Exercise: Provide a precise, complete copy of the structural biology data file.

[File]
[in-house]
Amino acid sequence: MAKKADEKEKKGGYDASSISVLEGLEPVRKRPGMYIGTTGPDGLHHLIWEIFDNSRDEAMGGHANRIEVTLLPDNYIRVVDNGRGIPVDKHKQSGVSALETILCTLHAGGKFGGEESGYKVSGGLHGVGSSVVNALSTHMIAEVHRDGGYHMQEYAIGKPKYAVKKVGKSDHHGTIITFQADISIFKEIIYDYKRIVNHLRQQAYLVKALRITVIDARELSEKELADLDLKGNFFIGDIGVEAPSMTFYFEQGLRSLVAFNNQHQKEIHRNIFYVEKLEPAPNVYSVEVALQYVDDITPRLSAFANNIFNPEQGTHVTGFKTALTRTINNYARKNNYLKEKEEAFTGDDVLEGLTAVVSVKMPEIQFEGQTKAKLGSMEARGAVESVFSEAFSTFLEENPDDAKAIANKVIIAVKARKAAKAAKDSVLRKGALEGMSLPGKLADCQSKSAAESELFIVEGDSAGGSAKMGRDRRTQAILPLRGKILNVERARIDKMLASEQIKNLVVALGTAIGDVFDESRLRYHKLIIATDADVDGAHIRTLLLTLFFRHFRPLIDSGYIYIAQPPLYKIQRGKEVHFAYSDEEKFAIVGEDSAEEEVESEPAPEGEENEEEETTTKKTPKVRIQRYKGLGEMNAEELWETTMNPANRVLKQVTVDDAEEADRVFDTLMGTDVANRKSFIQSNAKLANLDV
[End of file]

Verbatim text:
[in-house]
Amino acid sequence: MAKKADEKEKKGGYDASSISVLEGLEPVRKRPGMYIGTTGPDGLHHLIWEIFDNSRDEAMGGHANRIEVTLLPDNYIRVVDNGRGIPVDKHKQSGVSALETILCTLHAGGKFGGEESGYKVSGGLHGVGSSVVNALSTHMIAEVHRDGGYHMQEYAIGKPKYAVKKVGKSDHHGTIITFQADISIFKEIIYDYKRIVNHLRQQAYLVKALRITVIDARELSEKELADLDLKGNFFIGDIGVEAPSMTFYFEQGLRSLVAFNNQHQKEIHRNIFYVEKLEPAPNVYSVEVALQYVDDITPRLSAFANNIFNPEQGTHVTGFKTALTRTINNYARKNNYLKEKEEAFTGDDVLEGLTAVVSVKMPEIQFEGQTKAKLGSMEARGAVESVFSEAFSTFLEENPDDAKAIANKVIIAVKARKAAKAAKDSVLRKGALEGMSLPGKLADCQSKSAAESELFIVEGDSAGGSAKMGRDRRTQAILPLRGKILNVERARIDKMLASEQIKNLVVALGTAIGDVFDESRLRYHKLIIATDADVDGAHIRTLLLTLFFRHFRPLIDSGYIYIAQPPLYKIQRGKEVHFAYSDEEKFAIVGEDSAEEEVESEPAPEGEENEEEETTTKKTPKVRIQRYKGLGEMNAEELWETTMNPANRVLKQVTVDDAEEADRVFDTLMGTDVANRKSFIQSNAKLANLDV